Authors:
;
Award ID(s):
1935885
Publication Date:
NSF-PAR ID:
10346601
Journal Name:
Accounts of chemical research
Volume:
55
Issue:
6
Page Range or eLocation-ID:
893-903
ISSN:
1520-4898
Sponsoring Org:
National Science Foundation
More Like this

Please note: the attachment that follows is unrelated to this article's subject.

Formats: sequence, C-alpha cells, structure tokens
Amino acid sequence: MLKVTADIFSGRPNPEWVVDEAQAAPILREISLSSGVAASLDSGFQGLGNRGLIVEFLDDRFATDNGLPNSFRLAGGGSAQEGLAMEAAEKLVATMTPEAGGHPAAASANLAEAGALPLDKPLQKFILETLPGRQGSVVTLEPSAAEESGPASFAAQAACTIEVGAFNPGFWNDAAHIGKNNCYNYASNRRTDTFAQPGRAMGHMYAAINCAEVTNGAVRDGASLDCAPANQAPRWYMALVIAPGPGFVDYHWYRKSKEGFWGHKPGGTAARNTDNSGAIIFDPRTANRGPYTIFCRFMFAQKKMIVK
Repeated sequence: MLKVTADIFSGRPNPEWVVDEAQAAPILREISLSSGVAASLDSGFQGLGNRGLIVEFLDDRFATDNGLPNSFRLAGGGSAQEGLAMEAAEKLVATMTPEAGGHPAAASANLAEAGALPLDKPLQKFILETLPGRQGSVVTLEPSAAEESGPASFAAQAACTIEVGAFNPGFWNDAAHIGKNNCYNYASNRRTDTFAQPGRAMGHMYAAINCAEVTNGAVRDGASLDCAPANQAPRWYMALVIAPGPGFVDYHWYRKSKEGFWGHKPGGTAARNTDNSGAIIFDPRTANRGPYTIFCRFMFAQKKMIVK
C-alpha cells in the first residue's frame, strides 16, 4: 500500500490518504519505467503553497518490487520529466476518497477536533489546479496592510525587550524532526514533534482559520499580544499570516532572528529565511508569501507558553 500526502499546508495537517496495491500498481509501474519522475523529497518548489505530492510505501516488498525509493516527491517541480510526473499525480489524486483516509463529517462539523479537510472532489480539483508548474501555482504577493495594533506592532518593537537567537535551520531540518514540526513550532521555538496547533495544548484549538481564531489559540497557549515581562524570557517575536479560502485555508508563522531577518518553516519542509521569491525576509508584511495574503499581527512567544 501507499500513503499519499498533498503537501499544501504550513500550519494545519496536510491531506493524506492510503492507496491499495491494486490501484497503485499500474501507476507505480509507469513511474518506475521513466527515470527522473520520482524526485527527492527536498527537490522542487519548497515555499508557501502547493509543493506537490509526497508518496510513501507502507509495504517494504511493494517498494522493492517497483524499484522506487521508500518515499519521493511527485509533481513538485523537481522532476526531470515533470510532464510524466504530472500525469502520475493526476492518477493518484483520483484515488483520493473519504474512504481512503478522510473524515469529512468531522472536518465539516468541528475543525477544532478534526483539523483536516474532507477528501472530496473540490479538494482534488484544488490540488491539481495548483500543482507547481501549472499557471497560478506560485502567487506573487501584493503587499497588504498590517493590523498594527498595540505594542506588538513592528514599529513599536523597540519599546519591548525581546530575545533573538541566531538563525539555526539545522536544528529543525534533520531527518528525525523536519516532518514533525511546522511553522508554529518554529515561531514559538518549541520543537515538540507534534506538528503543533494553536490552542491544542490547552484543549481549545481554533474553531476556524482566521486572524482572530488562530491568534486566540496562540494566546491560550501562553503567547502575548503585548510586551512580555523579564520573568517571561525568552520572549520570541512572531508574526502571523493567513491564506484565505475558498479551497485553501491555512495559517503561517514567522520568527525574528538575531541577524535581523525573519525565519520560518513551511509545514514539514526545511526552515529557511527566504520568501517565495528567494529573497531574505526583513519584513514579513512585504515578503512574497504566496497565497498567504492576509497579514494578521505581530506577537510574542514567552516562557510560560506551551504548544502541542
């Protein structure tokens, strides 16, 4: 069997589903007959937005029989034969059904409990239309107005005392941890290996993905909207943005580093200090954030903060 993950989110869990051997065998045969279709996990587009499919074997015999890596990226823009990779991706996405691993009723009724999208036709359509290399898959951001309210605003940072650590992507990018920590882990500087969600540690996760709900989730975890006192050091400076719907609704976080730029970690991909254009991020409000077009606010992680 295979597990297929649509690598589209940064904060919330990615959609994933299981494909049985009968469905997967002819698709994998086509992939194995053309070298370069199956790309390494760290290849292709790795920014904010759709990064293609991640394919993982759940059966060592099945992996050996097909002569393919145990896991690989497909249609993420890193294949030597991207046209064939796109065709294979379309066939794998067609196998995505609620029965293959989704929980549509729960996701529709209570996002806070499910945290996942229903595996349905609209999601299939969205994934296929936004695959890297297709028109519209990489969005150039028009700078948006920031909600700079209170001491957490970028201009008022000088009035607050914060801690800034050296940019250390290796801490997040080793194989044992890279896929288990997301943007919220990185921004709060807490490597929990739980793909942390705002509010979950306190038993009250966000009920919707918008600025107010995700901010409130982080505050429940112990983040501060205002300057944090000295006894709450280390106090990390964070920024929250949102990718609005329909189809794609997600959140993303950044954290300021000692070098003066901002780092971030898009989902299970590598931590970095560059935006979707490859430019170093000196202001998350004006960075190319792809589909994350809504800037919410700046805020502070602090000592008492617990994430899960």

1. Photoinduced nonequilibrium processes in nanoscale materials play key roles in photovoltaic and photocatalytic applications. This review summarizes recent theoretical investigations of excited state dynamics in metal halide perovskites (MHPs), carried out using a state-of-the-art methodology combining nonadiabatic molecular dynamics with real-time time-dependent density functional theory. The simulations allow one to study evolution of charge carriers at the ab initio level and in the time-domain, in direct connection with time-resolved spectroscopy experiments. Eliminating the need for the common approximations, such as harmonic phonons, a choice of the reaction coordinate, weak electron–phonon coupling, a particular kinetic mechanism, and perturbative calculation of rate constants, we model full-dimensional quantum dynamics of electrons coupled to semiclassical vibrations. We study realistic aspects of material composition and structure and their influence on various nonequilibrium processes, including nonradiative trapping and relaxation of charge carriers, hot carrier cooling and luminescence, Auger-type charge–charge scattering, multiple excitons generation and recombination, charge and energy transfer between donor and acceptor materials, and charge recombination inside individual materials and across donor/acceptor interfaces. These phenomena are illustrated with representative materials and interfaces. Focus is placed on response to external perturbations, formation of point defects and their passivation, mixed stoichiometries, dopants, grain boundaries, and interfaces ofmore »MHPs with charge transport layers, and quantum confinement. In addition to bulk materials, perovskite quantum dots and 2D perovskites with different layer and spacer cation structures, edge passivation, and dielectric screening are discussed. The atomistic insights into excited state dynamics under realistic conditions provide the fundamental understanding needed for design of advanced solar energy and optoelectronic devices.« less